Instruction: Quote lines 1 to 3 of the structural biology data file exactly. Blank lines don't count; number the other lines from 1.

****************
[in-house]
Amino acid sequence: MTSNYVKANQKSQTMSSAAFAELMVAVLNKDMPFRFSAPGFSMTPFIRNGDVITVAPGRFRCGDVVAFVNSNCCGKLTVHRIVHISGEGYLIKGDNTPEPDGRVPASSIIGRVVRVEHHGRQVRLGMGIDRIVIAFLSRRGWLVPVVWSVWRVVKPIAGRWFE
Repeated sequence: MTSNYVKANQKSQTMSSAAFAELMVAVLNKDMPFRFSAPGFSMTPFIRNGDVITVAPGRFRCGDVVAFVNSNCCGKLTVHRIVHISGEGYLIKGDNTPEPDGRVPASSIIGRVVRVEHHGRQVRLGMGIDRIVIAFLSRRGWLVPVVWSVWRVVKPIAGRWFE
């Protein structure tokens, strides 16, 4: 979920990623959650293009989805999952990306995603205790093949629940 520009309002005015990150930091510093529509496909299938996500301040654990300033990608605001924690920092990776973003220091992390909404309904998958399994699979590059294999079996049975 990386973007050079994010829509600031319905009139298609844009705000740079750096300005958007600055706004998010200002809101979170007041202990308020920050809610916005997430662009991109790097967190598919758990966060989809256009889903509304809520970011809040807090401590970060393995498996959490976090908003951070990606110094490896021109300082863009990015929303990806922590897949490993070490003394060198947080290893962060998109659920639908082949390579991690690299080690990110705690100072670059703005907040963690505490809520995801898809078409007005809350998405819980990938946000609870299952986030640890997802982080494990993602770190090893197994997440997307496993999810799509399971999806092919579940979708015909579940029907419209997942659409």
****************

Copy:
[in-house]
Amino acid sequence: MTSNYVKANQKSQTMSSAAFAELMVAVLNKDMPFRFSAPGFSMTPFIRNGDVITVAPGRFRCGDVVAFVNSNCCGKLTVHRIVHISGEGYLIKGDNTPEPDGRVPASSIIGRVVRVEHHGRQVRLGMGIDRIVIAFLSRRGWLVPVVWSVWRVVKPIAGRWFE
Repeated sequence: MTSNYVKANQKSQTMSSAAFAELMVAVLNKDMPFRFSAPGFSMTPFIRNGDVITVAPGRFRCGDVVAFVNSNCCGKLTVHRIVHISGEGYLIKGDNTPEPDGRVPASSIIGRVVRVEHHGRQVRLGMGIDRIVIAFLSRRGWLVPVVWSVWRVVKPIAGRWFE